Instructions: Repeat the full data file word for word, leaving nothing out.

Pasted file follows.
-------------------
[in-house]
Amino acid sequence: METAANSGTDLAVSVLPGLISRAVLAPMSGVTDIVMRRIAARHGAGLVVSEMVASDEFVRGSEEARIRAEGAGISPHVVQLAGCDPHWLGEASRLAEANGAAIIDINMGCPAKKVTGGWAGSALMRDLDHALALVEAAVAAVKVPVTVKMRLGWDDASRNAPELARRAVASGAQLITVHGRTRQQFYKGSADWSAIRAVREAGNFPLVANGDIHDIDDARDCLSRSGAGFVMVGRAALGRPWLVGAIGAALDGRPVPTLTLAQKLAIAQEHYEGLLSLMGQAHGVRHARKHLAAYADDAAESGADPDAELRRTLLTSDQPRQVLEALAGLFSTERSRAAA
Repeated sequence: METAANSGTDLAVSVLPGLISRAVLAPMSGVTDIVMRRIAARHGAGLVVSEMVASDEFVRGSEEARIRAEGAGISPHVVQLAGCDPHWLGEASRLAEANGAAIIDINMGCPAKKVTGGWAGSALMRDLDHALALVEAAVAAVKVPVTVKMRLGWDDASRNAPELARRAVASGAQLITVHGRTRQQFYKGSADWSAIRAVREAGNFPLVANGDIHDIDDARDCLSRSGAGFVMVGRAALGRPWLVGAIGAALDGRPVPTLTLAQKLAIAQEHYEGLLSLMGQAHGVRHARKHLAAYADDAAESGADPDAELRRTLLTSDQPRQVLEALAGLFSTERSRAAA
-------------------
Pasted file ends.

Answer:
[in-house]
Amino acid sequence: METAANSGTDLAVSVLPGLISRAVLAPMSGVTDIVMRRIAARHGAGLVVSEMVASDEFVRGSEEARIRAEGAGISPHVVQLAGCDPHWLGEASRLAEANGAAIIDINMGCPAKKVTGGWAGSALMRDLDHALALVEAAVAAVKVPVTVKMRLGWDDASRNAPELARRAVASGAQLITVHGRTRQQFYKGSADWSAIRAVREAGNFPLVANGDIHDIDDARDCLSRSGAGFVMVGRAALGRPWLVGAIGAALDGRPVPTLTLAQKLAIAQEHYEGLLSLMGQAHGVRHARKHLAAYADDAAESGADPDAELRRTLLTSDQPRQVLEALAGLFSTERSRAAA
Repeated sequence: METAANSGTDLAVSVLPGLISRAVLAPMSGVTDIVMRRIAARHGAGLVVSEMVASDEFVRGSEEARIRAEGAGISPHVVQLAGCDPHWLGEASRLAEANGAAIIDINMGCPAKKVTGGWAGSALMRDLDHALALVEAAVAAVKVPVTVKMRLGWDDASRNAPELARRAVASGAQLITVHGRTRQQFYKGSADWSAIRAVREAGNFPLVANGDIHDIDDARDCLSRSGAGFVMVGRAALGRPWLVGAIGAALDGRPVPTLTLAQKLAIAQEHYEGLLSLMGQAHGVRHARKHLAAYADDAAESGADPDAELRRTLLTSDQPRQVLEALAGLFSTERSRAAA